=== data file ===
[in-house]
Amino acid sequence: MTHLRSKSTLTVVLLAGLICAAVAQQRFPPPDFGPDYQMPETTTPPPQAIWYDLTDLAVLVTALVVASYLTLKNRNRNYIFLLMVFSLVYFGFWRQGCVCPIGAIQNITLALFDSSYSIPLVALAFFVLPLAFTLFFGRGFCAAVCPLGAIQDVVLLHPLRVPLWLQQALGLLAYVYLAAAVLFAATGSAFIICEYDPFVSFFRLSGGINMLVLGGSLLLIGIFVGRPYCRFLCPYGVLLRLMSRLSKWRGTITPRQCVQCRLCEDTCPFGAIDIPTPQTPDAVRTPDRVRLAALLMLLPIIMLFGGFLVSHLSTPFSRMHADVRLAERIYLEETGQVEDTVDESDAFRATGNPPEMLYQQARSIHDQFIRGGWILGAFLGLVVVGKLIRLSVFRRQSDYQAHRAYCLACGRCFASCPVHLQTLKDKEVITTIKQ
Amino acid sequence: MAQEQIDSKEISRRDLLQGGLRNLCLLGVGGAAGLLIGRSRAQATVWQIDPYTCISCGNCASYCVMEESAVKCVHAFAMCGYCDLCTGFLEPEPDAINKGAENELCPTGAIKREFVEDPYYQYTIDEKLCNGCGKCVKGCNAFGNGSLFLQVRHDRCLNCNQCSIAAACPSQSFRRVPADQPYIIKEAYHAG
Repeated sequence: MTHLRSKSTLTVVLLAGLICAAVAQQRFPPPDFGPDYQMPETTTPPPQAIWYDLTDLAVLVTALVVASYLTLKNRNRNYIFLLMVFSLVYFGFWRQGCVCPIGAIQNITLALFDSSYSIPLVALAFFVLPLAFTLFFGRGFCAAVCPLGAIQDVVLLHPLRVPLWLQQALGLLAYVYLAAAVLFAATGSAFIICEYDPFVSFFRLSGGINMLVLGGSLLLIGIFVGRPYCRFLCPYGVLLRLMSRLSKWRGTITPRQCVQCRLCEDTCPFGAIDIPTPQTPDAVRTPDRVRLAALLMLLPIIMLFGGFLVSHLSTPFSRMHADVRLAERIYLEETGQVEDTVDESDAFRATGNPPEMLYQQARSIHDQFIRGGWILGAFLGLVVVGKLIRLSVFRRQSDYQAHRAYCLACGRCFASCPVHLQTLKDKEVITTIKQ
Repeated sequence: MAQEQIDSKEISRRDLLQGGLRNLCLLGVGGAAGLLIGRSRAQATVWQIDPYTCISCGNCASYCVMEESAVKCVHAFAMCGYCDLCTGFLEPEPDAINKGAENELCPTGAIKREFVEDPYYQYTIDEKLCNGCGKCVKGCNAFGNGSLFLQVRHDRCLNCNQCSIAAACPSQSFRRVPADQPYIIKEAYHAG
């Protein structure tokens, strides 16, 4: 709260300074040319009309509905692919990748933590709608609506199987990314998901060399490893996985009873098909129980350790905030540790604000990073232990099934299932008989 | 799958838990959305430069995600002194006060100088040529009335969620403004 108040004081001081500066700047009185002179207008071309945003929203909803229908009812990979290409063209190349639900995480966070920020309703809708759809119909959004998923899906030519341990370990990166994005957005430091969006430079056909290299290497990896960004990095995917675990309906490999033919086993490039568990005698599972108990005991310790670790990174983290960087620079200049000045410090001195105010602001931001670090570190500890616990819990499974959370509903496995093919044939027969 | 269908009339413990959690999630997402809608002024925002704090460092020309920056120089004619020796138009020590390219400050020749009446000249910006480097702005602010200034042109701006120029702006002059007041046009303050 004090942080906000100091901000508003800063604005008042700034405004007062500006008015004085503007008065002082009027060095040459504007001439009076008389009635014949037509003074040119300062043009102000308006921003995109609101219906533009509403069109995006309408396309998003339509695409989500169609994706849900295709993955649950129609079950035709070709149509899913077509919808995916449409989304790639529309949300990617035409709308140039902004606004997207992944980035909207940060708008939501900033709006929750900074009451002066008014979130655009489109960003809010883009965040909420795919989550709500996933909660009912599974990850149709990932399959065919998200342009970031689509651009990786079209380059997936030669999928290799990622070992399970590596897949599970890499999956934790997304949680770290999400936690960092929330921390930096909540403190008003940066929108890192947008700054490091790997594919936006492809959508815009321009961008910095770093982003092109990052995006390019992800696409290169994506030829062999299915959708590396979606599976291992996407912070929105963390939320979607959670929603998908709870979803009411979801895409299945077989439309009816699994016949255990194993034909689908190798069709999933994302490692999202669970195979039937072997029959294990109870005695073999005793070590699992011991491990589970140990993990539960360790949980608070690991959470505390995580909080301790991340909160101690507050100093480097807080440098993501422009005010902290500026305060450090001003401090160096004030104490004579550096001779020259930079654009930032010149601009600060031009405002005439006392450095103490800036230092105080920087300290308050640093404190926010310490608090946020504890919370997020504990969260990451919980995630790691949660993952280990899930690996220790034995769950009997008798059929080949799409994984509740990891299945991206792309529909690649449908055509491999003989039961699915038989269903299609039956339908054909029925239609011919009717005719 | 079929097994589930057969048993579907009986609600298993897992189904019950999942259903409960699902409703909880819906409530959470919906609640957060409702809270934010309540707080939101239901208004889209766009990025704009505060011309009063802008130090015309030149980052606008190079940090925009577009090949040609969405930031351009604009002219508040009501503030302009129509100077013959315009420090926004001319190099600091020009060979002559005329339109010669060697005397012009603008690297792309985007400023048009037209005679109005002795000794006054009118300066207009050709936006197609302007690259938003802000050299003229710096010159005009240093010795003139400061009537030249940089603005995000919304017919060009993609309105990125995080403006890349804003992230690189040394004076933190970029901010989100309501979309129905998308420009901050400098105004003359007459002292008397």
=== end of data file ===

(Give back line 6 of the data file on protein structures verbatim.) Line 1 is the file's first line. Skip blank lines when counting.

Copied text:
């Protein structure tokens, strides 16, 4: 709260300074040319009309509905692919990748933590709608609506199987990314998901060399490893996985009873098909129980350790905030540790604000990073232990099934299932008989 | 799958838990959305430069995600002194006060100088040529009335969620403004 108040004081001081500066700047009185002179207008071309945003929203909803229908009812990979290409063209190349639900995480966070920020309703809708759809119909959004998923899906030519341990370990990166994005957005430091969006430079056909290299290497990896960004990095995917675990309906490999033919086993490039568990005698599972108990005991310790670790990174983290960087620079200049000045410090001195105010602001931001670090570190500890616990819990499974959370509903496995093919044939027969 | 269908009339413990959690999630997402809608002024925002704090460092020309920056120089004619020796138009020590390219400050020749009446000249910006480097702005602010200034042109701006120029702006002059007041046009303050 004090942080906000100091901000508003800063604005008042700034405004007062500006008015004085503007008065002082009027060095040459504007001439009076008389009635014949037509003074040119300062043009102000308006921003995109609101219906533009509403069109995006309408396309998003339509695409989500169609994706849900295709993955649950129609079950035709070709149509899913077509919808995916449409989304790639529309949300990617035409709308140039902004606004997207992944980035909207940060708008939501900033709006929750900074009451002066008014979130655009489109960003809010883009965040909420795919989550709500996933909660009912599974990850149709990932399959065919998200342009970031689509651009990786079209380059997936030669999928290799990622070992399970590596897949599970890499999956934790997304949680770290999400936690960092929330921390930096909540403190008003940066929108890192947008700054490091790997594919936006492809959508815009321009961008910095770093982003092109990052995006390019992800696409290169994506030829062999299915959708590396979606599976291992996407912070929105963390939320979607959670929603998908709870979803009411979801895409299945077989439309009816699994016949255990194993034909689908190798069709999933994302490692999202669970195979039937072997029959294990109870005695073999005793070590699992011991491990589970140990993990539960360790949980608070690991959470505390995580909080301790991340909160101690507050100093480097807080440098993501422009005010902290500026305060450090001003401090160096004030104490004579550096001779020259930079654009930032010149601009600060031009405002005439006392450095103490800036230092105080920087300290308050640093404190926010310490608090946020504890919370997020504990969260990451919980995630790691949660993952280990899930690996220790034995769950009997008798059929080949799409994984509740990891299945991206792309529909690649449908055509491999003989039961699915038989269903299609039956339908054909029925239609011919009717005719 | 079929097994589930057969048993579907009986609600298993897992189904019950999942259903409960699902409703909880819906409530959470919906609640957060409702809270934010309540707080939101239901208004889209766009990025704009505060011309009063802008130090015309030149980052606008190079940090925009577009090949040609969405930031351009604009002219508040009501503030302009129509100077013959315009420090926004001319190099600091020009060979002559005329339109010669060697005397012009603008690297792309985007400023048009037209005679109005002795000794006054009118300066207009050709936006197609302007690259938003802000050299003229710096010159005009240093010795003139400061009537030249940089603005995000919304017919060009993609309105990125995080403006890349804003992230690189040394004076933190970029901010989100309501979309129905998308420009901050400098105004003359007459002292008397």